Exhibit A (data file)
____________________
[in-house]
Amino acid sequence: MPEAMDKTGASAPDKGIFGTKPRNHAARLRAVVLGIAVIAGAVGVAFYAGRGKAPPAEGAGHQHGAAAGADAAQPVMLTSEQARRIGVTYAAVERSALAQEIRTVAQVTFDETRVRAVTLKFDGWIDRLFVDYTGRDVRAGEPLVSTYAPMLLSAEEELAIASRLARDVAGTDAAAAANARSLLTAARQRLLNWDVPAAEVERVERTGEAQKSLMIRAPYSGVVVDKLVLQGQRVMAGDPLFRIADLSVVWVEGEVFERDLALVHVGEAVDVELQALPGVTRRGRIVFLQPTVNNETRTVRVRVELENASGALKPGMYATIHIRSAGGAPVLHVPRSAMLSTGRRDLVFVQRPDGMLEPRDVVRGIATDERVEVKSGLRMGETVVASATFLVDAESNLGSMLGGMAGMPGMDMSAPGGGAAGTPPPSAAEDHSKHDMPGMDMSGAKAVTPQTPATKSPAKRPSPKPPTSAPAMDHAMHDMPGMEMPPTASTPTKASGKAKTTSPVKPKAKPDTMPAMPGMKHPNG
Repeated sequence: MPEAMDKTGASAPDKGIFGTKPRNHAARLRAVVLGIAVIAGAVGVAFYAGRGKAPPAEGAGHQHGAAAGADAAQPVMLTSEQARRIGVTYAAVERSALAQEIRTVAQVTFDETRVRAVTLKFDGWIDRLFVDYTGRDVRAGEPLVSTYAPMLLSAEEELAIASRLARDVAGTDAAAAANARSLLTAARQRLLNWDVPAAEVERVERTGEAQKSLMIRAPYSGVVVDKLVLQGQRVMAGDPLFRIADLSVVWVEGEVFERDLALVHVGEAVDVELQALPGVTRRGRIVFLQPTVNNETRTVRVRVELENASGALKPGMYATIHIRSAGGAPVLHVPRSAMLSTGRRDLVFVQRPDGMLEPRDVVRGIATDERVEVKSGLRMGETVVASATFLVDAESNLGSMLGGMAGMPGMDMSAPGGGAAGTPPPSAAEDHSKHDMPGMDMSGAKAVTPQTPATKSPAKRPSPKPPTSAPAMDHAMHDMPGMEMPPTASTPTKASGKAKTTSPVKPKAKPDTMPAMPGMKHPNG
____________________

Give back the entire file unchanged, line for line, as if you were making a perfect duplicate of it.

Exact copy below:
[in-house]
Amino acid sequence: MPEAMDKTGASAPDKGIFGTKPRNHAARLRAVVLGIAVIAGAVGVAFYAGRGKAPPAEGAGHQHGAAAGADAAQPVMLTSEQARRIGVTYAAVERSALAQEIRTVAQVTFDETRVRAVTLKFDGWIDRLFVDYTGRDVRAGEPLVSTYAPMLLSAEEELAIASRLARDVAGTDAAAAANARSLLTAARQRLLNWDVPAAEVERVERTGEAQKSLMIRAPYSGVVVDKLVLQGQRVMAGDPLFRIADLSVVWVEGEVFERDLALVHVGEAVDVELQALPGVTRRGRIVFLQPTVNNETRTVRVRVELENASGALKPGMYATIHIRSAGGAPVLHVPRSAMLSTGRRDLVFVQRPDGMLEPRDVVRGIATDERVEVKSGLRMGETVVASATFLVDAESNLGSMLGGMAGMPGMDMSAPGGGAAGTPPPSAAEDHSKHDMPGMDMSGAKAVTPQTPATKSPAKRPSPKPPTSAPAMDHAMHDMPGMEMPPTASTPTKASGKAKTTSPVKPKAKPDTMPAMPGMKHPNG
Repeated sequence: MPEAMDKTGASAPDKGIFGTKPRNHAARLRAVVLGIAVIAGAVGVAFYAGRGKAPPAEGAGHQHGAAAGADAAQPVMLTSEQARRIGVTYAAVERSALAQEIRTVAQVTFDETRVRAVTLKFDGWIDRLFVDYTGRDVRAGEPLVSTYAPMLLSAEEELAIASRLARDVAGTDAAAAANARSLLTAARQRLLNWDVPAAEVERVERTGEAQKSLMIRAPYSGVVVDKLVLQGQRVMAGDPLFRIADLSVVWVEGEVFERDLALVHVGEAVDVELQALPGVTRRGRIVFLQPTVNNETRTVRVRVELENASGALKPGMYATIHIRSAGGAPVLHVPRSAMLSTGRRDLVFVQRPDGMLEPRDVVRGIATDERVEVKSGLRMGETVVASATFLVDAESNLGSMLGGMAGMPGMDMSAPGGGAAGTPPPSAAEDHSKHDMPGMDMSGAKAVTPQTPATKSPAKRPSPKPPTSAPAMDHAMHDMPGMEMPPTASTPTKASGKAKTTSPVKPKAKPDTMPAMPGMKHPNG